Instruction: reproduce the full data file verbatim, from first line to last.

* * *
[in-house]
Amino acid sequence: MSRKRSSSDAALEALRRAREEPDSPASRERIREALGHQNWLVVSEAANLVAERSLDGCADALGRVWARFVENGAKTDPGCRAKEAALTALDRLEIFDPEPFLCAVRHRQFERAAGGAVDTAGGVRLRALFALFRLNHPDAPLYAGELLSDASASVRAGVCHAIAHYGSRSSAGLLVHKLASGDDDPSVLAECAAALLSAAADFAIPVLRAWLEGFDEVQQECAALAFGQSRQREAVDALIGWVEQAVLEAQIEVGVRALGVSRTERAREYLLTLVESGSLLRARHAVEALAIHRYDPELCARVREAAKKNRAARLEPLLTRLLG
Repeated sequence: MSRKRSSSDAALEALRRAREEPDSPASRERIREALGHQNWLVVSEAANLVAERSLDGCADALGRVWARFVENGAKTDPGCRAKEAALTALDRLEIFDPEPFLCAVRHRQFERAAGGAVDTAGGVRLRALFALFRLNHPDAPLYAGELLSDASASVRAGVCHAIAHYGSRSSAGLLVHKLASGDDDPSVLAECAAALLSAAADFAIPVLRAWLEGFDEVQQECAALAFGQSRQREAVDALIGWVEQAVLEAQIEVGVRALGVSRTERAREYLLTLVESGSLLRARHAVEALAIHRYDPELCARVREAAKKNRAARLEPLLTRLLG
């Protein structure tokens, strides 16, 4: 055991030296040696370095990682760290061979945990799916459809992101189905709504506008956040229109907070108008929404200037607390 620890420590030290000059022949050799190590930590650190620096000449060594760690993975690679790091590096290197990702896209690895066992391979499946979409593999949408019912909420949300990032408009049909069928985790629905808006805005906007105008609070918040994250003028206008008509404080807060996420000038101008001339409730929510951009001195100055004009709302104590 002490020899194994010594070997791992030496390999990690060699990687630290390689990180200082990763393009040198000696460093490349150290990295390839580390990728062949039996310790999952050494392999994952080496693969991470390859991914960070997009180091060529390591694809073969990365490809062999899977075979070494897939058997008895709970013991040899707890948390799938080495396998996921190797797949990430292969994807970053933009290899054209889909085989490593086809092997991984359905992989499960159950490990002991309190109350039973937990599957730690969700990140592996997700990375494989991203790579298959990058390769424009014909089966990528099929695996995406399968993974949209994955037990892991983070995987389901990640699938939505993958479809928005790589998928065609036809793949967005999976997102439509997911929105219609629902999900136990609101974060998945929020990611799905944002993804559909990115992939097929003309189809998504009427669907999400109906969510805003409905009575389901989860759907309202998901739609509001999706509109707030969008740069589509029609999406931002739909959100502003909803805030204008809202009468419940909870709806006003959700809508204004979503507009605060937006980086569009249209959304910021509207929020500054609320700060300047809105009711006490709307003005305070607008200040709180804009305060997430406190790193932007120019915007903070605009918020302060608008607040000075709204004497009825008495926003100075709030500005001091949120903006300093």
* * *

[in-house]
Amino acid sequence: MSRKRSSSDAALEALRRAREEPDSPASRERIREALGHQNWLVVSEAANLVAERSLDGCADALGRVWARFVENGAKTDPGCRAKEAALTALDRLEIFDPEPFLCAVRHRQFERAAGGAVDTAGGVRLRALFALFRLNHPDAPLYAGELLSDASASVRAGVCHAIAHYGSRSSAGLLVHKLASGDDDPSVLAECAAALLSAAADFAIPVLRAWLEGFDEVQQECAALAFGQSRQREAVDALIGWVEQAVLEAQIEVGVRALGVSRTERAREYLLTLVESGSLLRARHAVEALAIHRYDPELCARVREAAKKNRAARLEPLLTRLLG
Repeated sequence: MSRKRSSSDAALEALRRAREEPDSPASRERIREALGHQNWLVVSEAANLVAERSLDGCADALGRVWARFVENGAKTDPGCRAKEAALTALDRLEIFDPEPFLCAVRHRQFERAAGGAVDTAGGVRLRALFALFRLNHPDAPLYAGELLSDASASVRAGVCHAIAHYGSRSSAGLLVHKLASGDDDPSVLAECAAALLSAAADFAIPVLRAWLEGFDEVQQECAALAFGQSRQREAVDALIGWVEQAVLEAQIEVGVRALGVSRTERAREYLLTLVESGSLLRARHAVEALAIHRYDPELCARVREAAKKNRAARLEPLLTRLLG
């Protein structure tokens, strides 16, 4: 055991030296040696370095990682760290061979945990799916459809992101189905709504506008956040229109907070108008929404200037607390 620890420590030290000059022949050799190590930590650190620096000449060594760690993975690679790091590096290197990702896209690895066992391979499946979409593999949408019912909420949300990032408009049909069928985790629905808006805005906007105008609070918040994250003028206008008509404080807060996420000038101008001339409730929510951009001195100055004009709302104590 002490020899194994010594070997791992030496390999990690060699990687630290390689990180200082990763393009040198000696460093490349150290990295390839580390990728062949039996310790999952050494392999994952080496693969991470390859991914960070997009180091060529390591694809073969990365490809062999899977075979070494897939058997008895709970013991040899707890948390799938080495396998996921190797797949990430292969994807970053933009290899054209889909085989490593086809092997991984359905992989499960159950490990002991309190109350039973937990599957730690969700990140592996997700990375494989991203790579298959990058390769424009014909089966990528099929695996995406399968993974949209994955037990892991983070995987389901990640699938939505993958479809928005790589998928065609036809793949967005999976997102439509997911929105219609629902999900136990609101974060998945929020990611799905944002993804559909990115992939097929003309189809998504009427669907999400109906969510805003409905009575389901989860759907309202998901739609509001999706509109707030969008740069589509029609999406931002739909959100502003909803805030204008809202009468419940909870709806006003959700809508204004979503507009605060937006980086569009249209959304910021509207929020500054609320700060300047809105009711006490709307003005305070607008200040709180804009305060997430406190790193932007120019915007903070605009918020302060608008607040000075709204004497009825008495926003100075709030500005001091949120903006300093």